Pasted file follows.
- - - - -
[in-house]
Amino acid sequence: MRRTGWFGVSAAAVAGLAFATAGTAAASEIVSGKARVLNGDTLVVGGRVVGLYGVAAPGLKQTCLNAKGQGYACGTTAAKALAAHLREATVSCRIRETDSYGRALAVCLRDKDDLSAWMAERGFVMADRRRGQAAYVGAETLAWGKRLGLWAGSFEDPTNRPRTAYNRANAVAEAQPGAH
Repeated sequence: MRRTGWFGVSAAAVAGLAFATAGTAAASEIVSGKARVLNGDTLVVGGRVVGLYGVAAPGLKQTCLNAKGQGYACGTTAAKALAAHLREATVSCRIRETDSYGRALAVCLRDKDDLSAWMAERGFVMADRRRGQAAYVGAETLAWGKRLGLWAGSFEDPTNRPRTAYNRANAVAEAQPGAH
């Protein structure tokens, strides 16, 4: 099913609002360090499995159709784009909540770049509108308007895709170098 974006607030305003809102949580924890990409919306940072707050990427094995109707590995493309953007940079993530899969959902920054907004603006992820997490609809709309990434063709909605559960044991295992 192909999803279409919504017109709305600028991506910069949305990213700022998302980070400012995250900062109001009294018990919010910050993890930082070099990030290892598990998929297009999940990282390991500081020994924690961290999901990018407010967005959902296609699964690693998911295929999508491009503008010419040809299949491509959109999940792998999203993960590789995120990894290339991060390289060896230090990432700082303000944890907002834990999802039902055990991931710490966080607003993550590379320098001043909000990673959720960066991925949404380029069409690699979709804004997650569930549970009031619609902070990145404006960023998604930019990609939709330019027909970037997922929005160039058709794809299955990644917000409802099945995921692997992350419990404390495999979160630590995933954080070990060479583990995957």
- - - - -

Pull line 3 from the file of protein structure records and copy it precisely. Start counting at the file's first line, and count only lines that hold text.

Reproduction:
Repeated sequence: MRRTGWFGVSAAAVAGLAFATAGTAAASEIVSGKARVLNGDTLVVGGRVVGLYGVAAPGLKQTCLNAKGQGYACGTTAAKALAAHLREATVSCRIRETDSYGRALAVCLRDKDDLSAWMAERGFVMADRRRGQAAYVGAETLAWGKRLGLWAGSFEDPTNRPRTAYNRANAVAEAQPGAH